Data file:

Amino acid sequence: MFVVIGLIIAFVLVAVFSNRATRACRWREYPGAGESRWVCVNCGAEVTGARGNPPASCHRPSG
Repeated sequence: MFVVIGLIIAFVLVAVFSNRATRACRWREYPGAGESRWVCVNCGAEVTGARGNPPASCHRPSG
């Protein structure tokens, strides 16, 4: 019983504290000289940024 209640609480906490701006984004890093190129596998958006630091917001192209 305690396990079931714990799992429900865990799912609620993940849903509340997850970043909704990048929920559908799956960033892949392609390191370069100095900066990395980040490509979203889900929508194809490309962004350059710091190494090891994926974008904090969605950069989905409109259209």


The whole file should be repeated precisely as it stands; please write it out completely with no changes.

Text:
Amino acid sequence: MFVVIGLIIAFVLVAVFSNRATRACRWREYPGAGESRWVCVNCGAEVTGARGNPPASCHRPSG
Repeated sequence: MFVVIGLIIAFVLVAVFSNRATRACRWREYPGAGESRWVCVNCGAEVTGARGNPPASCHRPSG
């Protein structure tokens, strides 16, 4: 019983504290000289940024 209640609480906490701006984004890093190129596998958006630091917001192209 305690396990079931714990799992429900865990799912609620993940849903509340997850970043909704990048929920559908799956960033892949392609390191370069100095900066990395980040490509979203889900929508194809490309962004350059710091190494090891994926974008904090969605950069989905409109259209």